There's no shame in giving yourself a high-five. So go ahead, pat yourself on the back. You got this.
Leadership can be defeating. When you're in charge of a team, people are much quicker to share critique than praise. Even if the majority of your staff think you're doing a good job, very rarely are they going to tell you. However, if someone has a problem, it will likely be front and center of your attention. And unfortunately, that's what we tend to listen to the most.
As a leader, you will be faced with moments that will cause you to question if you're qualified for the job. You'll wonder whether you're a bad boss. It could even come to the point when you ask if this is really what you want to be doing at all.
So start preparing for those moments by implementing a strategy to lift yourself up and forge ahead. Because we all need a pat on the back from time to time. Here are five ways to do just that.
1. Collect inspiring quotes.
Whether it's your mentor, a famous entrepreneur you admire, or just a random quote you've come across, start compiling your favorite words of wisdom, and turn to those words whenever you're looking for instant inspiration.
There are many ways to find inspiring quotes. Create a Pinterest board and save your favorites all in on spot. You can also follow Twitter accounts like @inspire_us or @thegoodquote on Instagram. These are great resources for whenever you're in need of encouragement.
2. Create a "wins" folder.
From a heartfelt thank-you email you received to a big contract you secured, create a folder on your computer where you save those personal wins. We can become so bogged down with the day-to-day that we forget what we've accomplished along the way.
While I'm not one to encourage dwelling on the past, when it's done in a positive way, it can be a great boost for your confidence. You've proven you're great at your job, so don't let insecurities cloud your judgment.
3. Admit your faults.
Denial can inhibit your ability to see clearly. At this point in your career, you should know what your weaknesses are. And that's OK. A good leader knows where they're lacking, and hires accordingly.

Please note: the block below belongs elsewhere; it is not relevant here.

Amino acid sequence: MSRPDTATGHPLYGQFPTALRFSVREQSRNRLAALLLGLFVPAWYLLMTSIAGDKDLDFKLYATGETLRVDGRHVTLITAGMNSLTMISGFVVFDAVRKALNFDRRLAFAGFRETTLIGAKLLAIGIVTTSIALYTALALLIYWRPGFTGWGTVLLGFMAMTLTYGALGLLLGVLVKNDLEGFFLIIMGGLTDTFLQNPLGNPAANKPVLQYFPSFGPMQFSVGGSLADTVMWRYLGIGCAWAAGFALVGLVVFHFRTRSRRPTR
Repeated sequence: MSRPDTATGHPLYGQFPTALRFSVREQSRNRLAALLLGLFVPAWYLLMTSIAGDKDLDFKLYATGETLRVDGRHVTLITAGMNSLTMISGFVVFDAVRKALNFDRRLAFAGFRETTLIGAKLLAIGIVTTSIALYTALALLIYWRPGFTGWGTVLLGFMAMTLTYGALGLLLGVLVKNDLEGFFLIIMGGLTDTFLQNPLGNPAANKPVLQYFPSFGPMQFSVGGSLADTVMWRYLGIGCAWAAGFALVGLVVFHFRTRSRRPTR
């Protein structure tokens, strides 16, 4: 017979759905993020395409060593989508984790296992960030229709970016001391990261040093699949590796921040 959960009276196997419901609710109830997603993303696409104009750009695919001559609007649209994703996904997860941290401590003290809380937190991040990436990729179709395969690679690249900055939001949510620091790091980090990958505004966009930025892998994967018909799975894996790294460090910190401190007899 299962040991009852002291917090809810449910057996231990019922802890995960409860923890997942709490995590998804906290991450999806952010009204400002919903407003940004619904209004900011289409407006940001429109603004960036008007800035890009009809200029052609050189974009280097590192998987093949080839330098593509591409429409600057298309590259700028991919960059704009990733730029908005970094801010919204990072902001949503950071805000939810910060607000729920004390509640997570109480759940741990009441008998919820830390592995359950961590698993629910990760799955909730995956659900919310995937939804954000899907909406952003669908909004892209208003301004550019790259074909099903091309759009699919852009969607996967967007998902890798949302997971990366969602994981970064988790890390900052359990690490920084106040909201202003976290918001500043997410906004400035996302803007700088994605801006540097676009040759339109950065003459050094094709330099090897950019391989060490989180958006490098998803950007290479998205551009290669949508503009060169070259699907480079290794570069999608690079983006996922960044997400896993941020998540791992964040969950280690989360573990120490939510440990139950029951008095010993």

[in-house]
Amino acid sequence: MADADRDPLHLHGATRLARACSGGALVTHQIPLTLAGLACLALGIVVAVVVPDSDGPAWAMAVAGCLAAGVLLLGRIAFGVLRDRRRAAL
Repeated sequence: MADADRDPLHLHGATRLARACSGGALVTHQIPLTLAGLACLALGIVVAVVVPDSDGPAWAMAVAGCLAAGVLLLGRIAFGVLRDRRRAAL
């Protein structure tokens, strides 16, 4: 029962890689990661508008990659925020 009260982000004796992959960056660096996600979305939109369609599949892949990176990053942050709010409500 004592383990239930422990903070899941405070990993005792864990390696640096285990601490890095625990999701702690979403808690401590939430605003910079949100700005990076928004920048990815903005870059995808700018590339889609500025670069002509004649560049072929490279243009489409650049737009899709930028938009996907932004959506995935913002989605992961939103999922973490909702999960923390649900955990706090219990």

If you're not confident in areas like administration or organization, hire an assistant who can pick up the slack. This will leave you to excel in the areas you're good at, versus dwelling on the areas that are causing insecurities.
4. Journal your mistakes.
Writing things down can be incredibly therapeutic. However, it can also be seen as a chore. This strategy is not meant to be another thing to add to your to-do list. It's strictly saved for whenever you've messed up, are feeling down, or need to vent.
Next, set a reminder in your calendar three months from the date of your entry to read what you wrote. After a little time passing, you'll likely see how what you thought was a big deal was quickly forgotten. This perspective will help guide your outlook moving forward.
5. Find a buddy.
Mentors are a great resource when you need sound advice and encouragement. However, it's not always easy to find one. Chances are they're just as busy as you are, so coordinating a phone call or meeting to get a confidence boost without scheduling an appointment weeks in advance may be challenging.
If you're having a particularly bad day, partner with someone who will be your cheerleader, and vice versa. This can be an old colleague, a friend from college, or even your next door neighbor.
Try to pick someone who doesn't work in the same company as you -- that way the person can see issues from a completely unbiased perspective, and the conversation doesn't turn into a work call.